Sunday, March 9, 2014

A Burning Desire

The past is always with us.
The past comes back to haunt former police chief Daniel ‘Sticks’ Hetrick and his protégé, Officer Flora Vastine as an outbreak of arson shakes residents of rural Swatara Creek, Pennsylvania.
At first, the minor nature of the fires inclines authorities to see them as pranks, possibly the work of juveniles. Then, tension increases in the wake of a murder at the site of one fire and an increase in the value of targets.
Hetrick and Flora must confront troubling, dangerous people from the past, and errors in judgment add to their jeopardy.

A Burning Desire is the sixth in the Sticks Hetrick series. Sticks originated as a character in a short story—a story which, by the way, never found a home.

When I began work on Something In Common, first in the series, Sticks seemed right as a protagonist. Retired police chief of a small rural community but with a broader investigative background, he became unofficial consultant to his less experienced successor. As sometimes happens with such characters, he grew in my imagination and demanded a role in more books.

Like nature, readers abhor a vacuum. Change is essential, else a series will stagnate. Characters are the essence of a series and they must evolve. If they don’t, readers will soon become bored and look elsewhere for entertainment.

The Hetrick series has developed an ensemble cast and some readers have told me they view them as old friends and look forward to catching up on what’s new in their lives. I’ve expanded the original base to include some non-police characters who make regular appearances. The regulars include:

Police Chief Aaron Brubaker, a good, honest man; a family man, and a good cop. He has grown in the subsequent novels, gaining self-assurance and trying to be less reliant on Sticks. Occasionally he’s a bit jealous and harbors a suspicion Hetrick wants his old job back.

Rookie Officer Flora Vastine warranted no more than a few paragraphs in the first book.
She wasn’t a police officer then and only had a minor role in that novel. In fact, I didn’t even see her as a recurring character at the time. In Cruel Cuts I had need of both another protégé for Hetrick and a love interest for Corporal Harry Minnich. Flora, who expressed interest in a police career in the first novel, fit the requirements. She’s young and energetic. She has enthusiasm and genuinely cares about other people. Occasionally she makes mistakes and gets in trouble. All of which make her very human.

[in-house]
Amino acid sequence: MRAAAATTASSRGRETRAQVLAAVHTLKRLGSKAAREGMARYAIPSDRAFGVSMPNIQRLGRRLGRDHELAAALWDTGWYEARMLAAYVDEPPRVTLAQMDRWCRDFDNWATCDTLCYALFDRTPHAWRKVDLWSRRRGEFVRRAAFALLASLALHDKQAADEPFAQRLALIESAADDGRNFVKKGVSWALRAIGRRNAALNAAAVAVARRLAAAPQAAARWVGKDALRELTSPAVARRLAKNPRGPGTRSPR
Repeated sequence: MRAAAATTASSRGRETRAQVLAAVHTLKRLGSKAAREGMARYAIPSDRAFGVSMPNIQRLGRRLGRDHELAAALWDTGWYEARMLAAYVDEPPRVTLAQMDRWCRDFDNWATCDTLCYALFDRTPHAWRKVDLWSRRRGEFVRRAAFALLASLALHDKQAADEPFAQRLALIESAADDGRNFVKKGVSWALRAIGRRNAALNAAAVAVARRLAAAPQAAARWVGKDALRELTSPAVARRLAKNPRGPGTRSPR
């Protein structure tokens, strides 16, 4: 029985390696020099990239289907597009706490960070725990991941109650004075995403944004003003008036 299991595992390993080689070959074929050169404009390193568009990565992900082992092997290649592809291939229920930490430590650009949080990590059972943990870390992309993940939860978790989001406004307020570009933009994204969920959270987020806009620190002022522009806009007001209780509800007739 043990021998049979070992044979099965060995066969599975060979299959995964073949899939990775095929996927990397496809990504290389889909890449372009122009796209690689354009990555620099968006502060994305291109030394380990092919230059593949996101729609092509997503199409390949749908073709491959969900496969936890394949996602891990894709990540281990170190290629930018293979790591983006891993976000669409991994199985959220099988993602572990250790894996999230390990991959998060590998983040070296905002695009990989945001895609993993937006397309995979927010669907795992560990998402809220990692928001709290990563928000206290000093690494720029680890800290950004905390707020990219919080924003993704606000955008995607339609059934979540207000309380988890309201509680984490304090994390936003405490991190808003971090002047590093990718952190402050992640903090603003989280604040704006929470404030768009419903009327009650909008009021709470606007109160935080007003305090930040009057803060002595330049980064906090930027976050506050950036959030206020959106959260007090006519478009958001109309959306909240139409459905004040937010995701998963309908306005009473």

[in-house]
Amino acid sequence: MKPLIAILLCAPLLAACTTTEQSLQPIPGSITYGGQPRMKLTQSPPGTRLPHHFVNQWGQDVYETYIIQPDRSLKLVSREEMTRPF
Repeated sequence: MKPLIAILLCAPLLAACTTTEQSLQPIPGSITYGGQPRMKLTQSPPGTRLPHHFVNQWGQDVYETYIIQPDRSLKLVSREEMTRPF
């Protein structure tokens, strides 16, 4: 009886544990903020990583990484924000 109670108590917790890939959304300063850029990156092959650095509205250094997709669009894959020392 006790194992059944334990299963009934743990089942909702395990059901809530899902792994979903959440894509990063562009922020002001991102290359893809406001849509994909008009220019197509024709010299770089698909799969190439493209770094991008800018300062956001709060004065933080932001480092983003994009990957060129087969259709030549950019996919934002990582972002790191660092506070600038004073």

And Sticks, a widower in the beginning, is now involved in a new romance and has accepted a new job as county detective, which offers opportunity for further evolution of the series.

J. R. Lindermuth began his writing career as a journalist in the U.S. Army. Later he was a copy editor for North Asia Press in Seoul, Korea. Returning to the states, he worked on a weekly and several daily newspapers on nearly every beat and various editorial desks until retiring in 2000. Since then he has been librarian for his county historical society, assisting patrons with genealogy and research. He has published 13 novels, including six in the Sticks Hetrick series, and a non-fiction history book. His articles and short stories have appeared in numerous magazines. He is a member of International Thriller Writers, EPIC and the Short Mystery Society.

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  1. I enjoyed your comment about your protagonist starting his life in s short story, John! I found that happened with me too. I also found myself nodding when you talked about your ensemble cast growing and feeling like old friends to your readers. Good post.

  2. Thanks, Melodie. I believe it's a common experience to have our characters take on a 'life' of their own and start telling us what to do.

  3. Hi, John,

    Congrats on the new novel! You should definitely try sending out the short story again to publications or even offer it as a free read to encourage readers to buy your series novels.

  4. It may be time to try that. Thanks, Jacqueline.

  5. Excellent post, John. I'm so far behind with my reading, but I definitely want to read this series. Thank you for sharing a little about your characters and how the series came about.
    Marja McGraw

  6. Thanks for the support, Marja. You know exactly what you mean--so many books, so little time.

  7. John, when you said, "...grew in my imagination and demanded a role in more books." I knew exactly what you meant. When a character becomes that real, it means you did something right. I hope you and Sticks have a long and successful shelf life ahead of you. Best wishes, my friend.

  8. Characters can get pushy. Thanks for the support, Earl.

  9. I enjoyed learning about your series beginning as a short story, John. I also agree characters take on a life of their own, even branching out to other series such as NCIS and NCIS Los Angels did. Best of luck in the future.

  10. Thanks, Roxie. Flora has me working on a story in which she has the top billing. Not sure how Sticks will react to that, but he's kind of a cool guy when it comes to his proteges.

  11. I am always intrigued to hear writers speak of their process, or where a character or story springs from. It's a cosmic sort of mystery, really.

  12. Sometimes we don't even know, Brenda. Thanks for commenting.

  13. Thanks for giving me this opportunity to spout off, Patricia. Much appreciated.

    1. Totally my pleasure, John! I'm looking so forward to reading "A Burning Desire." Thanks for being my guest.